State, local proposals on the ballot

November 2, 2018

By Pat Maurer
Correspondent

Voters at the polls November 6th will decide on three State proposals and three millage renewals for Clare County Schools.

According to an internet article, here’s what the proposals will look like when voters head to the polls November 6th.

Proposal 1: Legalize recreational marijuana
A proposed law which would authorize and legalize the possession, use and cultivation of marijuana products by individuals who are at least 21 years or older and authorized commercial sales of marijuana by state-licensed retailers.

This proposal would:
•Allow individuals over 21 years to purchase, possess and use marijuana and marijuana-infused edibles, and allow them to grow up to 12 plants for personal use.•
•Impose a ten-ounce limit for marijuana kept at residences and require that amounts over 2.5 ounces be kept secured in locked containers.
•Create a state licensing system for marijuana businesses and allow municipalities to ban or restrict them.
•Permit retail sales of marijuana and marijuana edibles with a ten percent excise tax that would be dedicated to implementation costs, clinical trials, schools, roads and municipalities where marijuana businesses are located
•Change several current violations from crimes to civil infractions.

Proposal 1, if approved by voters, would make Michigan the tenth state to legalize recreational marijuana. The proposal is led by the group ‘Coalition to Regulate Marijuana Like Alcohol,’ and it is opposed by the group ‘Healthy and Productive Michigan,’ which is backed by the Michigan Chamber of Commerce.
The proposal is supported by two of the three candidates for Michigan’s governor, Democrat Gretchen Whitmer and Libertarian Bill Gelineau. Republican candidate Bill Schuette disapproves of leagalizing recreational marijuana, but said that if the proposal passes, he will “respect the will of the voters.”

Proposal 2: Establish an independent citizens redistricting commission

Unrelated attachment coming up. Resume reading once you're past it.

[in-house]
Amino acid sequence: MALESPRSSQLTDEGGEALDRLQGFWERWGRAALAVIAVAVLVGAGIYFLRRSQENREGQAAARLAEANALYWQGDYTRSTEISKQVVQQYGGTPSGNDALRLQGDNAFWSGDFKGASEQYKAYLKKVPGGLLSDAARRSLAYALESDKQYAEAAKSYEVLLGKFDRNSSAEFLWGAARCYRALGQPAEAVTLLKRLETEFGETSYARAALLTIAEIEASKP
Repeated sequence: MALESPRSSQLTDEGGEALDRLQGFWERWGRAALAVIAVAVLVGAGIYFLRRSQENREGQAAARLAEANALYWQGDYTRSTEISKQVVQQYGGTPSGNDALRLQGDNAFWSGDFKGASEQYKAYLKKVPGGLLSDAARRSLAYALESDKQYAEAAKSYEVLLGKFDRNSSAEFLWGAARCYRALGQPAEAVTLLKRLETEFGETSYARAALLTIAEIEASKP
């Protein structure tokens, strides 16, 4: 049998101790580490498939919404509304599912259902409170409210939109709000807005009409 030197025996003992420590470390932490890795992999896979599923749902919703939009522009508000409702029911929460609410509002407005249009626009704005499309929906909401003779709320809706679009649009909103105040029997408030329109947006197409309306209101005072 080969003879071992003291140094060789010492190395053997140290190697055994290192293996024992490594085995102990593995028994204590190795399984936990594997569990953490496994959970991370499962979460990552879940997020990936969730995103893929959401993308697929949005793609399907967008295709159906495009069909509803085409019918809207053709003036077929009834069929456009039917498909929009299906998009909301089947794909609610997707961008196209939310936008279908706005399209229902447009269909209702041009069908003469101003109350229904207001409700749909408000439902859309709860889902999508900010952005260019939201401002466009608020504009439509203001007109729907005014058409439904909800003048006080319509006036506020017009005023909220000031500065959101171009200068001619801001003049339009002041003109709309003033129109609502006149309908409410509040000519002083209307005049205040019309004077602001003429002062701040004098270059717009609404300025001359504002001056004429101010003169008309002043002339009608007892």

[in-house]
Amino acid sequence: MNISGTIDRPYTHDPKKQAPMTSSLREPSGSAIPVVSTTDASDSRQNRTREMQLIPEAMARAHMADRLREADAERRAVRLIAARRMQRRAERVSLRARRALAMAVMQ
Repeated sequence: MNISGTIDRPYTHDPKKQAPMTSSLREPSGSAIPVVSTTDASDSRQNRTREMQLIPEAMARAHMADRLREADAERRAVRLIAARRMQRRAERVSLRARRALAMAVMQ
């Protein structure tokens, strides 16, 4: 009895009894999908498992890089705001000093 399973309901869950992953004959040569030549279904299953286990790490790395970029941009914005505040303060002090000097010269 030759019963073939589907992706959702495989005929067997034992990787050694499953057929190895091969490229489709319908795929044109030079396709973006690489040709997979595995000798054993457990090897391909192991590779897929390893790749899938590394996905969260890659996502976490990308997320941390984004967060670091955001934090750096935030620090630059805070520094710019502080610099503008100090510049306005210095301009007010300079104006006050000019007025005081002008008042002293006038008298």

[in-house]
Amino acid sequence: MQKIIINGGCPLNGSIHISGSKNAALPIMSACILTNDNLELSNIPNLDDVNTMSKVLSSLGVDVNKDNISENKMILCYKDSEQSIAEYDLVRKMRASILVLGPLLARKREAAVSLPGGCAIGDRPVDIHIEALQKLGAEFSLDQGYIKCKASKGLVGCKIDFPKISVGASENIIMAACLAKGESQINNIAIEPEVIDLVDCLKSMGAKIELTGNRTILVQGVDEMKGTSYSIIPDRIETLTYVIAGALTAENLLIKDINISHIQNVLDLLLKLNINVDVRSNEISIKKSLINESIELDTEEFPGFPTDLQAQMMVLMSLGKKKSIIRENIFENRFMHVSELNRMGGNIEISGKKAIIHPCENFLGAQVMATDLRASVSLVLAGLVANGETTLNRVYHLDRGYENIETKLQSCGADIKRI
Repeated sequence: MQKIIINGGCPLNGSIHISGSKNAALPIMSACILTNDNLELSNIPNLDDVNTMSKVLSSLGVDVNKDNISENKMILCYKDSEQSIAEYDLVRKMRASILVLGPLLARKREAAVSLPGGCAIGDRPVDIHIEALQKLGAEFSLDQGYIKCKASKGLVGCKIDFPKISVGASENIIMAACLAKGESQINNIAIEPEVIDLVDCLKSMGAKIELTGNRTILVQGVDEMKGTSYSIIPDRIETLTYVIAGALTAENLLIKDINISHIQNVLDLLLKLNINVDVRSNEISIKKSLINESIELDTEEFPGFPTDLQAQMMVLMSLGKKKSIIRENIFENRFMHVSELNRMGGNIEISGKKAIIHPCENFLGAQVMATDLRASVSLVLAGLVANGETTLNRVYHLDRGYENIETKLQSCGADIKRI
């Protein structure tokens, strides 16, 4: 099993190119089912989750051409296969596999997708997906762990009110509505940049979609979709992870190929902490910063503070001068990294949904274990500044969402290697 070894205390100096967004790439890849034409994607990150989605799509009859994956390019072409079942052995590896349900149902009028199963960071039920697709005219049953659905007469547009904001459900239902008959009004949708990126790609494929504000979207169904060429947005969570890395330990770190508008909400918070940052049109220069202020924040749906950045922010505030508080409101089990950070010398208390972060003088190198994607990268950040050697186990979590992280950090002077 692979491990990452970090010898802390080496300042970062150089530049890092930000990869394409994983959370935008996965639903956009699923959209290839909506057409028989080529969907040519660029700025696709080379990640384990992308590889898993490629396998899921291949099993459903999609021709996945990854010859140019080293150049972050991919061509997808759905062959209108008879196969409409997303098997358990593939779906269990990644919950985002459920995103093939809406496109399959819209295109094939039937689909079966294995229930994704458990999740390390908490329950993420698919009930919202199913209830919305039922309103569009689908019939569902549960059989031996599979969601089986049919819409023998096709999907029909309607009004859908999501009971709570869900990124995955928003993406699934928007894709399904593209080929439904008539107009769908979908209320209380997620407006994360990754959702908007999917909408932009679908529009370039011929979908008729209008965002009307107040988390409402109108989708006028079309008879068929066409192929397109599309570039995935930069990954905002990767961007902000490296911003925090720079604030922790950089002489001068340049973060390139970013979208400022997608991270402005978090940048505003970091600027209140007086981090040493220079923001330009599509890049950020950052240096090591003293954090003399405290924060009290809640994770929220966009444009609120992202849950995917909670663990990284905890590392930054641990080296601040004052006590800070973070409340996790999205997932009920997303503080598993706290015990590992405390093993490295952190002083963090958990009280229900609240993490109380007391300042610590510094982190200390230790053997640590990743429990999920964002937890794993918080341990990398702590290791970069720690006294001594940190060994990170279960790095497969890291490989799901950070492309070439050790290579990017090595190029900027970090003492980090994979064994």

If approved by voters the proposal would amend the Michigan Constitution to create an Independent Citizens Redistricting Commission. The amendment would transfer the authority to draw Congressional and State Legislative district lines from the Legislature and Governor to the Commission.

The selection of the new Commission will be administered by the Secretary of State. Thirteen commissioners will be randomly selected from a pool of registered voters and will consist of four members who identify with each of the two major political parties; and by five non-affiliated, independent members. Current and former partisan elected officials, lobbyists, part officers and their employees are not eligible to serve.

The lead-up to the proposal’s inclusion on the ballot was not without controversy. A group funded by the Michigan Chamber of Commerce called Citizens Protecting Michigan’s Constitution filed a lawsuit claiming the proposal was unconstitutional. That legal challenge was rejected by the State Court of Appeals and later by the state Supreme Court.

Proposal 3: Voting Rights Policies Initiative
Proposal 3 would amend the Michigan Constitution to provide citizens qualified to vote in Michigan with the following rights: to vote a secret ballot; for military and overseas voters to be sent a ballot 45 days before an election; to vote straight party on all partisan general election ballots; to be automatically registered to vote when obtaining a driver’s license or personal identification or personal identification card from the Secretary of State, unless the person declines; to register to vote by mail on or before the 15th day before an election; to register to vote in person at any time with proof of residency; to vote an absentee ballot, by mail or in person, without giving a reason; and to have election results audited to ensure the accuracy of elections.

The Voting Rights Policies Initiative is led by the group ‘Promote the Vote,’ and backed by the ACLU and the League of Women Voters of Michigan.
Some opposing the proposal say it would make voter fraud easier because votes could supposedly be cast in more than one area during the same election.

School Millage Renewals
Locally, all three Clare County Schools in Clare, Farwell and Harrison, are asking voters to approve their Public Schools Operating Millage Renewal proposals.
The non-homestead millage is a primary source of funding for the three schools.

The proposal allow the school districts to continue to levy the statutory rate of up to 18 mills ($18.00 on each $1,000 of taxable valuation) on all property except for principal residences and other property exempted by law. The millage is for four years, and is used to provide funds for operating purposes in each district. The current millage expires with the 2018 tax levy.

Arthur Township Fire Protection
Voters will say yes or no November 6th to a fire protection special assessment district.

Franklin Township Road Millage Renewal
The proposal is a renewal for two mills ($2.00 per $1,000 of taxable value) for 2019 through 2028 for road improvements and maintenance. It will raise an estimated $53,570 the first year.

Franklin Township General Operating Renewal
The two mill renewal for ten years is for general operating purposes and will raise an estimated $60,398.00 the first year.

Winterfield Township Road Millage Renewal
The two mill renewal is for road improvements from 2019 through 2022 and will raise approximately $85,032.57

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